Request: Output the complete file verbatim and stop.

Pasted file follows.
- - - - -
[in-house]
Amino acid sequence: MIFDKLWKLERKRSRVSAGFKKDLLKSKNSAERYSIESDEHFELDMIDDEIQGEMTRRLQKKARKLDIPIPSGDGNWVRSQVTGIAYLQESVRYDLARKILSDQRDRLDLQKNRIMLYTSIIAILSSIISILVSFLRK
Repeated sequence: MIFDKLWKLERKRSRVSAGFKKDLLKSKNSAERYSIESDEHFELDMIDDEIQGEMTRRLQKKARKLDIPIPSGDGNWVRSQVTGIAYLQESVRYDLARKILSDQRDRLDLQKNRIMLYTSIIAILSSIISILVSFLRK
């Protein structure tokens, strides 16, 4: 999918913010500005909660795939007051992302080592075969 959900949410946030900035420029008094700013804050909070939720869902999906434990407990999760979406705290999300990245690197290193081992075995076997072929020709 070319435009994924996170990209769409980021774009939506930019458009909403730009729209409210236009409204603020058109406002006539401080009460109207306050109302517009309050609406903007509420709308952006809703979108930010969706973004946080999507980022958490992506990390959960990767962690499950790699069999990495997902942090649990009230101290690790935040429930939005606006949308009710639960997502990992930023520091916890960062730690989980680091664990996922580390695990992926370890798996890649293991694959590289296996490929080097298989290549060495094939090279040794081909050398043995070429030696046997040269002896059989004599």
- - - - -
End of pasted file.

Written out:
[in-house]
Amino acid sequence: MIFDKLWKLERKRSRVSAGFKKDLLKSKNSAERYSIESDEHFELDMIDDEIQGEMTRRLQKKARKLDIPIPSGDGNWVRSQVTGIAYLQESVRYDLARKILSDQRDRLDLQKNRIMLYTSIIAILSSIISILVSFLRK
Repeated sequence: MIFDKLWKLERKRSRVSAGFKKDLLKSKNSAERYSIESDEHFELDMIDDEIQGEMTRRLQKKARKLDIPIPSGDGNWVRSQVTGIAYLQESVRYDLARKILSDQRDRLDLQKNRIMLYTSIIAILSSIISILVSFLRK
């Protein structure tokens, strides 16, 4: 999918913010500005909660795939007051992302080592075969 959900949410946030900035420029008094700013804050909070939720869902999906434990407990999760979406705290999300990245690197290193081992075995076997072929020709 070319435009994924996170990209769409980021774009939506930019458009909403730009729209409210236009409204603020058109406002006539401080009460109207306050109302517009309050609406903007509420709308952006809703979108930010969706973004946080999507980022958490992506990390959960990767962690499950790699069999990495997902942090649990009230101290690790935040429930939005606006949308009710639960997502990992930023520091916890960062730690989980680091664990996922580390695990992926370890798996890649293991694959590289296996490929080097298989290549060495094939090279040794081909050398043995070429030696046997040269002896059989004599």